Football is a lifestyle in the South

Published 12:00 am Saturday, September 3, 2005

Can't you just feel the electricity in the air?

It's building like a symphony as it readies for its grand finale.

Only this symphony is about to kick off and the end, thankfully, is about five months away.

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It's college football.

Growing up in the South, you learn that college football and life go hand in hand.

I remember that when my family moved from Florida to Alabama the decree had to be made. And the typical question that is often asked of me to this day is, "Are you Auburn or Alabama?"

Having been a sports editor in this state for more than five years, I take the middle road and would playfully reply Roll Eagle.

College football in the South is what hockey is to Canada. If you are a true southerner you live for two things: sweet tea and college football.

The kick off to the greatest sport is just a few hours away. The ole ballcoach is back in the Southeastern Conference with a new address. Steve Spurrier will sport his typical visor, but not in his alma mater's colors of orange and blue. This time he's sporting a garnet and black visor as South Carolina's new coach.

And who better to garner the TV spotlight than Steve, himself, Thursday night when his Gamecocks open the season against the University of Central Florida.

It may not be the sexiest game on TV this week, but at this point it shouldn't matter to us die-hard college football fans. At this point of the year, some of us would watch Vanderbilt and Duke battle it out with as much excitement as if it were Auburn and Alabama squaring off.

College football in the South is more than just the game, too.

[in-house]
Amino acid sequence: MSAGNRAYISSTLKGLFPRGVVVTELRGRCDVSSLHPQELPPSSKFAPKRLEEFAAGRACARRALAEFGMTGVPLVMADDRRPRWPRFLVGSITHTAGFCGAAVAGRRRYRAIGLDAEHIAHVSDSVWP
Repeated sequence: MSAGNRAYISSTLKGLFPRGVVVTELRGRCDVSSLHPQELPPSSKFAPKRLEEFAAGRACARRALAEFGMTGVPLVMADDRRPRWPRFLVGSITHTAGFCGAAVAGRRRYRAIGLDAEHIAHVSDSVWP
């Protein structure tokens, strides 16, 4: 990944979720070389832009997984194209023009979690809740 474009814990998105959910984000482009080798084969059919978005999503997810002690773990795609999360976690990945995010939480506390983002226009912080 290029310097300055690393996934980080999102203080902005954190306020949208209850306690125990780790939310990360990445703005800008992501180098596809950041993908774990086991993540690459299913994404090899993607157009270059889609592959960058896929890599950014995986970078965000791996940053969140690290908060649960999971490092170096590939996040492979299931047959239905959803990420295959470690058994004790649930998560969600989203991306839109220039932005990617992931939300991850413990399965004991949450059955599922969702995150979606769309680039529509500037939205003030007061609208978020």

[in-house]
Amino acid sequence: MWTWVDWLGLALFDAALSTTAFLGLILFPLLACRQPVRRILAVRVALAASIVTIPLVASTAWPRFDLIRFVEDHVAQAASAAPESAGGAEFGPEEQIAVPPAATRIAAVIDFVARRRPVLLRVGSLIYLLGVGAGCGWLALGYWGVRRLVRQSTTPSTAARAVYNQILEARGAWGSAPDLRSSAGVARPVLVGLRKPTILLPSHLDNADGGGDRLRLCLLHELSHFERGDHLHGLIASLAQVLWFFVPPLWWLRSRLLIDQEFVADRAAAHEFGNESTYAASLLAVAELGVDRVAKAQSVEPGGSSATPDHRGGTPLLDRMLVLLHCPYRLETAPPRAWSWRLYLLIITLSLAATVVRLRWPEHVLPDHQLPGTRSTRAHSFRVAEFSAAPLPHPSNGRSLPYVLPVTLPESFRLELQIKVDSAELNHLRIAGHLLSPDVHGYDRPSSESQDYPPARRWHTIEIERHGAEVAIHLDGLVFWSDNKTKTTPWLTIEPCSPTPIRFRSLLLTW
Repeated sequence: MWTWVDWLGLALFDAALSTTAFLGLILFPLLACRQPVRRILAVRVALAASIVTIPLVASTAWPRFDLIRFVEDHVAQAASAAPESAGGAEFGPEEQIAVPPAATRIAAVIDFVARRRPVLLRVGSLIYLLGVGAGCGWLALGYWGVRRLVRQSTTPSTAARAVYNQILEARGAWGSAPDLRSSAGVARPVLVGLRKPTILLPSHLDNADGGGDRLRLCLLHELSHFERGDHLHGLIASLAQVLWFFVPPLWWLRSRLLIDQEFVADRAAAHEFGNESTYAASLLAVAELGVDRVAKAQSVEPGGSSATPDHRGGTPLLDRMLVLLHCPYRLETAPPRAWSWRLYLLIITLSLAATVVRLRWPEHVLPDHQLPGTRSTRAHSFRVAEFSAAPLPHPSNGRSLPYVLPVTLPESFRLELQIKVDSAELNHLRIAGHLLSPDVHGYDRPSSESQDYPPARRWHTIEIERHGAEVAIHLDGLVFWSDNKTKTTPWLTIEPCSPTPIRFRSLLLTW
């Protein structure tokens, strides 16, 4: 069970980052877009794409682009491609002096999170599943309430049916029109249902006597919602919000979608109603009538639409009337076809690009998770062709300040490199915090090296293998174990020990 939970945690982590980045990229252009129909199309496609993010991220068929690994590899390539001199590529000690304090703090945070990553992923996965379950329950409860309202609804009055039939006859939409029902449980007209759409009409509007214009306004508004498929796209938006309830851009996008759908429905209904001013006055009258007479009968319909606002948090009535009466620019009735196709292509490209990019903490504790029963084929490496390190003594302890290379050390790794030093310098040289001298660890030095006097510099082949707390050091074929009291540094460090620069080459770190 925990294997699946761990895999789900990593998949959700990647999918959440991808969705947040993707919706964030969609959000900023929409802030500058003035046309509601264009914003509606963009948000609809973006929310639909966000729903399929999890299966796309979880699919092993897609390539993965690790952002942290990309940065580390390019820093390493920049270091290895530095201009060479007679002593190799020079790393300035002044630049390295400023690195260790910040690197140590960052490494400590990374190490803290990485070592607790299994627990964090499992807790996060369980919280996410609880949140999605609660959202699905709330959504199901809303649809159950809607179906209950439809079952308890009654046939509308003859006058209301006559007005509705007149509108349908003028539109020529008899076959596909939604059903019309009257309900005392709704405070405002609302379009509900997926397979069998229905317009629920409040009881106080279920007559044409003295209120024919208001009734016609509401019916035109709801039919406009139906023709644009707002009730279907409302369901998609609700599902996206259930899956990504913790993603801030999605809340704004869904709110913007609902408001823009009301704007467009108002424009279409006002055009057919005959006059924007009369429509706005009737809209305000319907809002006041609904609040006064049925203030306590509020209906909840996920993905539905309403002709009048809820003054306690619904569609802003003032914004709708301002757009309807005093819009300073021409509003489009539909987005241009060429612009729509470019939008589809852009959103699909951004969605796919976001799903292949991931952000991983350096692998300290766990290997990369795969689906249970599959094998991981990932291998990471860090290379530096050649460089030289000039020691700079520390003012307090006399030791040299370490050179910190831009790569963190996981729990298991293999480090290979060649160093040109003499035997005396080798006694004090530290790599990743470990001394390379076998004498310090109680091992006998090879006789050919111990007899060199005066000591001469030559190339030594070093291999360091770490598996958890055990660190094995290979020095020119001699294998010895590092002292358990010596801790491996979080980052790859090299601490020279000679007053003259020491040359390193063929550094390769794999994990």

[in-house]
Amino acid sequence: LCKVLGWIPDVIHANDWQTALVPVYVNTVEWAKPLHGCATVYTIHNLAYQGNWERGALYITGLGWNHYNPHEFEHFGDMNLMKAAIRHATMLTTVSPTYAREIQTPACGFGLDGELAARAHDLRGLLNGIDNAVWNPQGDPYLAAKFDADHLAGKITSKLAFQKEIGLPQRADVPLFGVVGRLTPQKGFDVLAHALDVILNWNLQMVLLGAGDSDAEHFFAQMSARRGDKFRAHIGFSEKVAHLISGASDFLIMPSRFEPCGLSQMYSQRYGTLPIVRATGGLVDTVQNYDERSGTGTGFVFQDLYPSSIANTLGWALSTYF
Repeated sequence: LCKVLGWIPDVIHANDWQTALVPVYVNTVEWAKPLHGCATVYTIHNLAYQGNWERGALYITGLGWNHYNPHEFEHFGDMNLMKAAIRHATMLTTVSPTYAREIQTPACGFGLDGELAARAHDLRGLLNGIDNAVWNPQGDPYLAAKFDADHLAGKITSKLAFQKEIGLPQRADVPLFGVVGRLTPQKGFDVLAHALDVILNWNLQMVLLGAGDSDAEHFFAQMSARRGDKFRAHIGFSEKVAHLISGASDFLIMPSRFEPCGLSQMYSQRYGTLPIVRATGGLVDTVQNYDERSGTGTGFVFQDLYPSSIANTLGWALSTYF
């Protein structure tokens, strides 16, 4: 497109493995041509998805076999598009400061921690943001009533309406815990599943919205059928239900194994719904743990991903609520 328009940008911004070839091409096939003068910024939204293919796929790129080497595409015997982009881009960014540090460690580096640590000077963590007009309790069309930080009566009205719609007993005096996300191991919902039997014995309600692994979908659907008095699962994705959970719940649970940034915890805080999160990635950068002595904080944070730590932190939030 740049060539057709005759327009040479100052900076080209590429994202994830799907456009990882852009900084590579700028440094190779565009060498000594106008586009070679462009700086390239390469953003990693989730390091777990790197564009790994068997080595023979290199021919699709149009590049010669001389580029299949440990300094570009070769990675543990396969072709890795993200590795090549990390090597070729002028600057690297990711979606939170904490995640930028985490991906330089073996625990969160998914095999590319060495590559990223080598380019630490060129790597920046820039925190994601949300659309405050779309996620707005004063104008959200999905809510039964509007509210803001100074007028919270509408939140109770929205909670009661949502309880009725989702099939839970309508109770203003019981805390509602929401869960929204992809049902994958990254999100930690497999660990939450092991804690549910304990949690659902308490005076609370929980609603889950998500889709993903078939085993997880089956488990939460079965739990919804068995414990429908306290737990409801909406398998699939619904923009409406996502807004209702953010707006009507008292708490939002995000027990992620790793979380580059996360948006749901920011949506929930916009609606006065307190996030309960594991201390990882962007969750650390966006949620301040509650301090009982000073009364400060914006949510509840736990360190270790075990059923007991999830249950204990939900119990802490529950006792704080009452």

The pageantry extends beyond the hallowed stadiums like Neyland, Sanford, Bryant-Denny and Jordan-Hare.

The pageantry begins hours if not days before the game kicks off with traditions like the walk of honor around the Denny Chimes, having a picnic at the Grove on the campus of Ole Miss, taking in a cool glass of lemonade from the famed Toomers Drug store in Auburn.

And that's just a tip of the iceberg that is college football in the South.

Having covered football in Georgia, Florida, South Carolina and Alabama, it's hard to pinpoint where football is most revered in the South.

It was hard to go anywhere in Georgia and not talk about how the Dawgs were going to do this year. Then, there were a few who would quietly inquire about Georgia Tech.

The talk in Florida was if this was the year for Florida State coach Bobby Bowden. Would he ever capture that elusive national title. Then in 1993, the Seminoles were on top of the world.

Three years later the University of Florida won the title. And three years after that, Bowden captured his second national crown.

After a jaunt in Florida, it was on to South Carolina. It was almost like being at Auburn again.

A familiar face was at Clemson and still is. Tommy Bowden's been on the so-called hot seat more times than I could even count. But when the boys in purple and orange come racing down the hill to rub the rock in Death Valley in front of a crowd of 80,000-plus, it's magical.

Then there is football in Alabama. Having spent most of my life in the state, I understand the rivalry that is Auburn vs. Alabama or Alabama vs. Auburn. I don't know of a game that is talked about more over the course of a year than these two.

I don't know of a rivalry that is more intense.

Having covered intrastate rivalries like Georgia Tech-Georgia, Miami-FSU, Florida-Florida State and Clemson-South Carolina, they all have their own mystique.

But I can't think of a rivalry in the South that stops an entire state in its tracks for at least four hours and then is talked about for the next 364 days.

People not from the South would say that's crazy. We in the South just shrug our shoulders and call it normal.

That's what college football in the South is all about.

Kevin Taylor is sports editor of The Greenville Advocate. Call him at (334) 383-9302 ext. 122 or e-mail